Within discontinuous permafrost, significant differences in ground thermal regimes, permafrost conditions and processes may occur over short distances, due to variations in
moisture conditions, vegetation cover, surficial sediment types, and in depth to bedrock. In these and other permafrost environments, studies of present-day processes and landforms provide information for paleoenvironmental and geomorphic
reconstructions, and applied geotechnical purposes including hazard and environmental assessments. Herein, we examine contrasting contemporary settings of sand wedges and peatland terrain developed in sand within the extensive discontinuous
permafrost environment in the Great Slave Lake region of southern Northwest Territories, Canada, where the historical (1980-2010) mean annual air temperature is approximately -4.1°C. Observations: The study area resides on a raised beach setting,
with active and stabilized eolian surfaces, along the western shoreline of Great Slave Lake. Seasonal ground cracking, in linear and polygonal patterns, is observed on bare to sparsely vegetated active eolian surface (insets Fig. 1A) in the area.
Sand wedges on a bare active eolian surface (Fig. 1A and B) are partially obscured by a surface cover of active eolian sand and surface lags of pebbles. They are tapered, extending to ~1-m depth and up to 1-m wide at surface. These sand wedges have
formed within thin surface cover of sand-sheet sediments of variable thickness, (up to 40-cm), and within underlying beach sediments. The underlying beach sediments are optically dated to about 7.5 ka, and sand within a wedge dates to less than ca.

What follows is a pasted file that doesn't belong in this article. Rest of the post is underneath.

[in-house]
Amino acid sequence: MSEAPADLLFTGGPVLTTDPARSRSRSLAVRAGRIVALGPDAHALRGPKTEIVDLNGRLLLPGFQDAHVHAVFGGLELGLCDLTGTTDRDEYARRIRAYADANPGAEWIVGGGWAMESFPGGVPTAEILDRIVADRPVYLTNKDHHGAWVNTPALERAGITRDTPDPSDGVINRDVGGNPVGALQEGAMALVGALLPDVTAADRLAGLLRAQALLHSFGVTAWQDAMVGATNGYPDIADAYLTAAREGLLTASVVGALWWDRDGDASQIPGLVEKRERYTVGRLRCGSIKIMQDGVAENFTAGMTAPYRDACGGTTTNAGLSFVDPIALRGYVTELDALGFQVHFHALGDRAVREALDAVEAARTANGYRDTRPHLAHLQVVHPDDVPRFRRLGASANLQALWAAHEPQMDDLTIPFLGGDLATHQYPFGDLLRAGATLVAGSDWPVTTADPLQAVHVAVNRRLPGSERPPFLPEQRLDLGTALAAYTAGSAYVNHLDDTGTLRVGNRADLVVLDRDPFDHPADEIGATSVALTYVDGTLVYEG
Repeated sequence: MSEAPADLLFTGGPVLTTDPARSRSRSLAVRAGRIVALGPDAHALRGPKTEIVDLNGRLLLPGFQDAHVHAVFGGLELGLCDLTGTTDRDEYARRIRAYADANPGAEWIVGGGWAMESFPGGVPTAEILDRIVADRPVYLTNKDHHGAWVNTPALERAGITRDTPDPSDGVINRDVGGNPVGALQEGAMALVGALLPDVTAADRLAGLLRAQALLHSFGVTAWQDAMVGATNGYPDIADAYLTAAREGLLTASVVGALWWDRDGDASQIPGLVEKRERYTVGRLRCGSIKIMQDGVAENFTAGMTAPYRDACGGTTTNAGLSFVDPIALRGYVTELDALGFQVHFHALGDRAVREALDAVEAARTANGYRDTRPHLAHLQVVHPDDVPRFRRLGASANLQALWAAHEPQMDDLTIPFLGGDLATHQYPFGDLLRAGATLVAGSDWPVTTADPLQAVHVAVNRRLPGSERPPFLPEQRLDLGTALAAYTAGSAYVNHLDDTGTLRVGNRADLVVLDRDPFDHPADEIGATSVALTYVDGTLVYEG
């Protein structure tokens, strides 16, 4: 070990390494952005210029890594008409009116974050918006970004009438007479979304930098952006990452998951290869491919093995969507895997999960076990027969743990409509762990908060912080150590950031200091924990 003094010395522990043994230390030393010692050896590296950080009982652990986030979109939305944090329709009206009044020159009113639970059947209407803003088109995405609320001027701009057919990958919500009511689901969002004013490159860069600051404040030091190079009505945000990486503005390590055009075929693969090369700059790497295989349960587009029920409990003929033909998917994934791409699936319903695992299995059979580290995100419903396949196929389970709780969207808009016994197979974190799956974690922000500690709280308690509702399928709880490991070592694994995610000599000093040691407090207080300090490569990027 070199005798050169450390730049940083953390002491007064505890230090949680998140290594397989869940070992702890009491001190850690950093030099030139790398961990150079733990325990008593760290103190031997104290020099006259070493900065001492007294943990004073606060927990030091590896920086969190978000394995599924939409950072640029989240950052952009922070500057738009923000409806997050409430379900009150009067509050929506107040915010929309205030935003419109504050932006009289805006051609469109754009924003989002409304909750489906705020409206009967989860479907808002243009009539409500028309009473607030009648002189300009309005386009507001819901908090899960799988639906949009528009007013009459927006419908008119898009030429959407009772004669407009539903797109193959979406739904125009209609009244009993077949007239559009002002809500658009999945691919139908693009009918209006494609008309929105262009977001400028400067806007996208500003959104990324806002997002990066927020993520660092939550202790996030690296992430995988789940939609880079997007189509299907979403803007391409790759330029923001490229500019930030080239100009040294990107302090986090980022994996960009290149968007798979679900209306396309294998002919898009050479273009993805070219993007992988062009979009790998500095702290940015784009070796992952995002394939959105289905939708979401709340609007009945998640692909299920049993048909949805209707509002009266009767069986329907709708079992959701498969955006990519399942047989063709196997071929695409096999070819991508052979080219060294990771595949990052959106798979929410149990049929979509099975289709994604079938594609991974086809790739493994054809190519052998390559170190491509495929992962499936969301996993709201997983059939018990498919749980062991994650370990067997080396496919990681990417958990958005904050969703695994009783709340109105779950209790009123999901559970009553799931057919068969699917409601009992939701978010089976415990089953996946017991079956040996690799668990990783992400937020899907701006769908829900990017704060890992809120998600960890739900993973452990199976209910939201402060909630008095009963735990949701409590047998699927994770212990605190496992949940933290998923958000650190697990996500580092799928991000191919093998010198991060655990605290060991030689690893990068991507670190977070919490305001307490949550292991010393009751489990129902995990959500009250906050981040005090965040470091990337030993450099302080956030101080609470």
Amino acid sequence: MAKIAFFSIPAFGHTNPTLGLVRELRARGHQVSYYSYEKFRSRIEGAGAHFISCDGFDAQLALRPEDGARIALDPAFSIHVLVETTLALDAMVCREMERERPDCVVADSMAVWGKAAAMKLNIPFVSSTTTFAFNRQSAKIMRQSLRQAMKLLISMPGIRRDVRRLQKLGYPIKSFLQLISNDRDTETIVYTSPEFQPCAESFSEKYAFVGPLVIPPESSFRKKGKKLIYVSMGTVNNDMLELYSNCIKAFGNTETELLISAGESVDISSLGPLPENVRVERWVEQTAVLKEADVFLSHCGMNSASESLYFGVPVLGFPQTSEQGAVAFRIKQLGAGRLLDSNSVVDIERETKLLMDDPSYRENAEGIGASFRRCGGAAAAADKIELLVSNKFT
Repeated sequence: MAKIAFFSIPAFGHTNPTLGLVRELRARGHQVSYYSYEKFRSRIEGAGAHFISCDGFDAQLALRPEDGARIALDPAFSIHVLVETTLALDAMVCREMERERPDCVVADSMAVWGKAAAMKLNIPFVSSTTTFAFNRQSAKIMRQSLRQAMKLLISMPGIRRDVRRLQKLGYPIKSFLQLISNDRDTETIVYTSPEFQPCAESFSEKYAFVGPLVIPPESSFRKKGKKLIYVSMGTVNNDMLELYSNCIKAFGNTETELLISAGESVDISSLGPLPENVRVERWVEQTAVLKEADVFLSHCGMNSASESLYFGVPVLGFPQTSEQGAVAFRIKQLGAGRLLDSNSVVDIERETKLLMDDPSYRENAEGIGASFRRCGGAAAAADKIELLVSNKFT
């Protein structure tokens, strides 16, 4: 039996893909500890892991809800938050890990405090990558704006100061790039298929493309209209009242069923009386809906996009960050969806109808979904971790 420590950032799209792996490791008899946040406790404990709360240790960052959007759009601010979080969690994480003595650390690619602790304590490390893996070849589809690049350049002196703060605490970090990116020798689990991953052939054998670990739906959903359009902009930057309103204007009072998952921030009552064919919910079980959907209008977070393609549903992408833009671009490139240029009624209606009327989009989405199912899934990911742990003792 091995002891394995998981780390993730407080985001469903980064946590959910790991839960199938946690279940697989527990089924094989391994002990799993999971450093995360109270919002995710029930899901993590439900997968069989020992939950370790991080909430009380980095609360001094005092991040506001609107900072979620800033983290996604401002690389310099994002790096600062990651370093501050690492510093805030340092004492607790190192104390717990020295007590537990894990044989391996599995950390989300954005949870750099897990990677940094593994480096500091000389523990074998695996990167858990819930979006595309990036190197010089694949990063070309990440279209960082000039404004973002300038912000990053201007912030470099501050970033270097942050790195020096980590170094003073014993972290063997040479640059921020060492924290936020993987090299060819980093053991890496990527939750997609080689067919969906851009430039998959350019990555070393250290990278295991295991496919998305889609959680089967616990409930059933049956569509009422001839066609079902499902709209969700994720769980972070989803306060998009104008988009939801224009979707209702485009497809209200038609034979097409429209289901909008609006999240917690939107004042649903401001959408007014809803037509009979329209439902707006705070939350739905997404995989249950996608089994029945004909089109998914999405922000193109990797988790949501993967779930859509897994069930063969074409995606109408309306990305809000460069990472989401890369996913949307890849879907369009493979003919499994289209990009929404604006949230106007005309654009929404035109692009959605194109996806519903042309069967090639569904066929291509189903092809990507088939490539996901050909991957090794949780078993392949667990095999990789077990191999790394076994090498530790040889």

1.7 ka (Fig. 1D). Laminations in host eolian sand-sheet sediments are upturned adjacent to the wedges. At a lichen-covered stabilized eolian site, numerous sand-wedge polygons, 6 - 12 m in diameter, are noted (Fig. 1A and C). The troughs are covered
by a mat of live reindeer lichen. In contrast to the wedges at the bare active eolian site, the underlying features extend to depths in excess of 1.2 m with maximum widths of 20 cm (Fig. 1E and F). Their widths are relatively equal below about 50-cm
depth, but taper upwards from 50-cm depth towards the surface. These features are interpreted as sand veins, and are hosted by eolian sand-sheet sediments. Host sand-sheet sediments are optically-dated to about 3.0 ka at 80-cm depth, as are the sand
wedge sediments (Fig. 1E). Overlying detrital charcoal within host eolian sediments dates to ca. 2.0 ka at 60-cm depth and less than ca. 300 years at 30-cm depth (Fig. 1F). Organic material infilling the trough 20 cm below the surface may be reworked
organic debris, as it dates to ca. 1.1 ka (Fig. 1F). Host eolian sand-sheet sediments are horizontal to upturned below 50-cm depth, but are downturned at 20- 40° within shallower adjacent sediments. In addition, overlying organic material from within
the troughs extend downward into the underlying sand veins. Open voids are apparent within the upper 50 cm of the sand veins. Ground temperature sensors installed to 4.4-m depth and augering to similar depths indicate that permafrost is not
currently present at the sand wedge or sand vein sites. However, a third site, which is in an open spruce forest peatland (Fig. 1A) with peat extending to 90-cm depth, is underlain by permafrost. Ground temperatures recorded for two years within the
underlying sand at 1-m depth indicate that the active layer is contained entirely with the overlying peat. Temperature data indicate significant differences in the thermal regimes between the peatland and sand wedge sites. In 2014-15 annual mean,
maximum and minimum air temperatures of the study area were -4.0, 25.2, -41.2°C, respectively. Corresponding ground temperatures at 1-m depth for respective sites were: bare sand wedges -0.9 (mean), 11.2 (max), -12°C (min); lichen-covered sand wedges